For a little while there, it almost seemed a bad venue choice for a Los Lonely Boys show. Given, it was a benefit to help raise money for music programs in our cash-anemic public schools, yet it seemed a bit strange to have the trio, who took the stage with a mighty roar, to play across the chasm from a school auditorium stage. Clearly the band — with its blues-in-the-barrio funk — felt a tad thinned-out without Budweisers clanking in the background.
It’s not like it was a bad show, though. In fact, there was a fine out-of-school spirit permeating the place — a house where many of us, yours truly included, watched offspring play languorous band recitals. The Boys opened with a long jazzy intro, peppered with references ranging from Isaac Hayes’s wacka-wacka guitar to hooks from “Sunshine of Your Love,” “Low Rider,” and “I’m the Man to Beat.” And it was good DNA sampling, too, since the whole show reflected myriad influences ranging from Stevie Ray Vaughan chug to Los Lobos suavecito to the powerful tinctures of 1960s guitar heroes like Hendrix and Santana. Still, the band was at its best when it broke into its own melodic strengths, including Henry Garza’s intricate guitar work, and brothers JoJo and Ringo Garza’s more-than-rocking rhythm section.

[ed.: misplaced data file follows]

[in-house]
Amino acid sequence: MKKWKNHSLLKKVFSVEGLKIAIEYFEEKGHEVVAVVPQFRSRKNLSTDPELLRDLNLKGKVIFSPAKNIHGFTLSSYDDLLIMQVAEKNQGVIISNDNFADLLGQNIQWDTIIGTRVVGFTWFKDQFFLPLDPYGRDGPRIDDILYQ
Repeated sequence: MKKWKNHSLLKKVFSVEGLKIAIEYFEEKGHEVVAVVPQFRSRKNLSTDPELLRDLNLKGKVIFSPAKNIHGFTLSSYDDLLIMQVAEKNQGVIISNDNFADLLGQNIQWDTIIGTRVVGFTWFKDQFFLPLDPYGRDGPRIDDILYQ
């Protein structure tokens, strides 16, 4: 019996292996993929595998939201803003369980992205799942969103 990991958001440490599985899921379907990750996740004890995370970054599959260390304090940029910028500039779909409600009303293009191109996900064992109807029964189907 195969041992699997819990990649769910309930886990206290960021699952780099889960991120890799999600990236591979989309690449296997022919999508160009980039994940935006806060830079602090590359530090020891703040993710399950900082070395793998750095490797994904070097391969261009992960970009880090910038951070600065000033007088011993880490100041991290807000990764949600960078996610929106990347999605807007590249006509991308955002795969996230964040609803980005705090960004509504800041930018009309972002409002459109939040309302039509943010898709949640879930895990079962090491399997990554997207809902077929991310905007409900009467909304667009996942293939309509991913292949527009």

The band played a dozen songs, faring best when they leaned more psychedelic than riffy, but “Heaven” still sealed the deal, with lyrics any school-aged kid could understand (“Save me from this prison / Lord, help me get away”). The old hipsters in the hall rushed the stage, singing along with the rhetorical question refrain, “How far is heaven?” In Santa Barbara last Sunday night, it was in the junior high auditorium.